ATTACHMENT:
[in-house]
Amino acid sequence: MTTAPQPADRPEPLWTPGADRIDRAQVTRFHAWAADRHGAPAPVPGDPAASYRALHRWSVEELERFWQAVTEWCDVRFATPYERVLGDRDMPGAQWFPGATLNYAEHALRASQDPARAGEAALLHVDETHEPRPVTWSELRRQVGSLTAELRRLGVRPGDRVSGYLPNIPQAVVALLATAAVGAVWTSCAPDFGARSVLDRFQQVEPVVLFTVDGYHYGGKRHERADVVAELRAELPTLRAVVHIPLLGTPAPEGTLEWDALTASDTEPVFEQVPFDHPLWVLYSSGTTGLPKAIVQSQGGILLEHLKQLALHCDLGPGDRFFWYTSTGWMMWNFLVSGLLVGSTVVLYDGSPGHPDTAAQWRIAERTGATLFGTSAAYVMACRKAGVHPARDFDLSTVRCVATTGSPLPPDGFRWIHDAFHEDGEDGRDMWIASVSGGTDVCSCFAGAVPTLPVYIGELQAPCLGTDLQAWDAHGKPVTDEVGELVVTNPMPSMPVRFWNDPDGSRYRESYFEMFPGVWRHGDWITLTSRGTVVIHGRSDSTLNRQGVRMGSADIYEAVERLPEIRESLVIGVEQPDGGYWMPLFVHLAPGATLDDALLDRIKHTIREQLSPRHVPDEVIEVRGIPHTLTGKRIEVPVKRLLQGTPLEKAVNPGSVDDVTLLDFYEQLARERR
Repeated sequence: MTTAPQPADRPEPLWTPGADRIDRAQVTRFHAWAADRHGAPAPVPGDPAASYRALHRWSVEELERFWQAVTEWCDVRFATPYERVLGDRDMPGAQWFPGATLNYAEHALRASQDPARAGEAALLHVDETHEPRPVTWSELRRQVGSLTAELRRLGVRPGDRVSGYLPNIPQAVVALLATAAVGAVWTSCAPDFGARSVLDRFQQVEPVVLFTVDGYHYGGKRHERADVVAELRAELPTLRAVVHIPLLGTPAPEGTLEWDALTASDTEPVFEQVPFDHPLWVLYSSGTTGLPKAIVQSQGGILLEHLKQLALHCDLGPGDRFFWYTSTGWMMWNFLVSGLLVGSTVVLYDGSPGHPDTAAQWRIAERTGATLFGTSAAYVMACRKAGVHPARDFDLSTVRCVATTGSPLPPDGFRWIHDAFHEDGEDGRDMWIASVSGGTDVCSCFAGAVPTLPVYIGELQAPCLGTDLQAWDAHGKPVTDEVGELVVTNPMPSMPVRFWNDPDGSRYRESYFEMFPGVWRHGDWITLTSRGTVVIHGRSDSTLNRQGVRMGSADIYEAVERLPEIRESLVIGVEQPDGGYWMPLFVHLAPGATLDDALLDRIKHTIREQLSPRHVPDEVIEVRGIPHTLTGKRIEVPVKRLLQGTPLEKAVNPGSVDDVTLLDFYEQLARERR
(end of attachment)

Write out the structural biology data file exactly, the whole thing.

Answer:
[in-house]
Amino acid sequence: MTTAPQPADRPEPLWTPGADRIDRAQVTRFHAWAADRHGAPAPVPGDPAASYRALHRWSVEELERFWQAVTEWCDVRFATPYERVLGDRDMPGAQWFPGATLNYAEHALRASQDPARAGEAALLHVDETHEPRPVTWSELRRQVGSLTAELRRLGVRPGDRVSGYLPNIPQAVVALLATAAVGAVWTSCAPDFGARSVLDRFQQVEPVVLFTVDGYHYGGKRHERADVVAELRAELPTLRAVVHIPLLGTPAPEGTLEWDALTASDTEPVFEQVPFDHPLWVLYSSGTTGLPKAIVQSQGGILLEHLKQLALHCDLGPGDRFFWYTSTGWMMWNFLVSGLLVGSTVVLYDGSPGHPDTAAQWRIAERTGATLFGTSAAYVMACRKAGVHPARDFDLSTVRCVATTGSPLPPDGFRWIHDAFHEDGEDGRDMWIASVSGGTDVCSCFAGAVPTLPVYIGELQAPCLGTDLQAWDAHGKPVTDEVGELVVTNPMPSMPVRFWNDPDGSRYRESYFEMFPGVWRHGDWITLTSRGTVVIHGRSDSTLNRQGVRMGSADIYEAVERLPEIRESLVIGVEQPDGGYWMPLFVHLAPGATLDDALLDRIKHTIREQLSPRHVPDEVIEVRGIPHTLTGKRIEVPVKRLLQGTPLEKAVNPGSVDDVTLLDFYEQLARERR
Repeated sequence: MTTAPQPADRPEPLWTPGADRIDRAQVTRFHAWAADRHGAPAPVPGDPAASYRALHRWSVEELERFWQAVTEWCDVRFATPYERVLGDRDMPGAQWFPGATLNYAEHALRASQDPARAGEAALLHVDETHEPRPVTWSELRRQVGSLTAELRRLGVRPGDRVSGYLPNIPQAVVALLATAAVGAVWTSCAPDFGARSVLDRFQQVEPVVLFTVDGYHYGGKRHERADVVAELRAELPTLRAVVHIPLLGTPAPEGTLEWDALTASDTEPVFEQVPFDHPLWVLYSSGTTGLPKAIVQSQGGILLEHLKQLALHCDLGPGDRFFWYTSTGWMMWNFLVSGLLVGSTVVLYDGSPGHPDTAAQWRIAERTGATLFGTSAAYVMACRKAGVHPARDFDLSTVRCVATTGSPLPPDGFRWIHDAFHEDGEDGRDMWIASVSGGTDVCSCFAGAVPTLPVYIGELQAPCLGTDLQAWDAHGKPVTDEVGELVVTNPMPSMPVRFWNDPDGSRYRESYFEMFPGVWRHGDWITLTSRGTVVIHGRSDSTLNRQGVRMGSADIYEAVERLPEIRESLVIGVEQPDGGYWMPLFVHLAPGATLDDALLDRIKHTIREQLSPRHVPDEVIEVRGIPHTLTGKRIEVPVKRLLQGTPLEKAVNPGSVDDVTLLDFYEQLARERR